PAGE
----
California’s labour commissioner has alleged, in separate lawsuits, that Uber and Lyft are committing wage theft by misclassifying drivers as independent contractors. This is the latest showdown for both companies against their home state.
The lawsuit says that the companies are depriving the drivers of “a host of legal protections in violation of California labor law” by classifying them as freelance workers.
“The Uber and Lyft business model rests on the misclassification of drivers as independent contractors. This leaves workers without protections such as paid sick leave and reimbursement of drivers’ expenses, as well as overtime and minimum wages,” California Labour Commissioner Lilia García-Brower said in a statement.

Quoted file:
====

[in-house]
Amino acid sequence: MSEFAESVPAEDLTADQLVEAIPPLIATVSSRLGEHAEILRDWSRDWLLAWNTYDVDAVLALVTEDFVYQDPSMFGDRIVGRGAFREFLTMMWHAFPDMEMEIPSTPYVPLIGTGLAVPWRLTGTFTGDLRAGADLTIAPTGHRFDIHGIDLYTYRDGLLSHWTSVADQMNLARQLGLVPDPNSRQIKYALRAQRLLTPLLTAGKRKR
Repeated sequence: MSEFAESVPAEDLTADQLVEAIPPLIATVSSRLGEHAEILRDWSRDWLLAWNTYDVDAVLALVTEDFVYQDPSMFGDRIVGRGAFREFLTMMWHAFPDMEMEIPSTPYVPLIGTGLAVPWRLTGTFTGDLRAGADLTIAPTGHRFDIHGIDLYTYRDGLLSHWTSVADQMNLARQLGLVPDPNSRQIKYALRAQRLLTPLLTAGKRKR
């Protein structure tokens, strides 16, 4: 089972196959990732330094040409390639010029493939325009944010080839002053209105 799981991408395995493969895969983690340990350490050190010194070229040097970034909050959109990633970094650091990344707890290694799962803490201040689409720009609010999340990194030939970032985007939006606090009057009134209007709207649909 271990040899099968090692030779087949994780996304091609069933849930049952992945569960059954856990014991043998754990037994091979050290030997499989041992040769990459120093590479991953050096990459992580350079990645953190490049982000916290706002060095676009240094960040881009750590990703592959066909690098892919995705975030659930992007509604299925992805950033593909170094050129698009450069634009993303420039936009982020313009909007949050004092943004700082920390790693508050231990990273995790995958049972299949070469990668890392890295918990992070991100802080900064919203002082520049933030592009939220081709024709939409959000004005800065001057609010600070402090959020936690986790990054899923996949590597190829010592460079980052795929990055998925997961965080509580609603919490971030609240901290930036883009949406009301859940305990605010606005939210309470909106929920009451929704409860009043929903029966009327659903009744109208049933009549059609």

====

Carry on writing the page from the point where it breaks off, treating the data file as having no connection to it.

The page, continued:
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García-Brower is aiming to recover wages owed to all of California’s Uber and Lyft drivers. She has reportedly received almost 5,000 claims for lost wages. The commissioner is also aiming to recover fees for a wide range of statutory violations and damages.
The classification of the drivers as contractors and not employees makes them ineligible for certain financial benefits. As employees, Uber and Lyft would have to pay them minimum wage, overtime compensation, and paid rest periods.
Both companies would also have to pay reimbursements for the cost of driving for the companies; this includes personal vehicle mileage. However, under the classification as independent contractors, the drivers receive none of these benefits.
Uber claims that the lawsuit is ill-timed because of the coronavirus pandemic.
“The vast majority of California drivers want to work independently, and we’ve already made significant changes to our app to ensure that remains the case under state law. When 3 million Californians are without a job, our leaders should be focused on creating work, not trying to shut down an entire industry,” an Uber spokesperson said in a statement.
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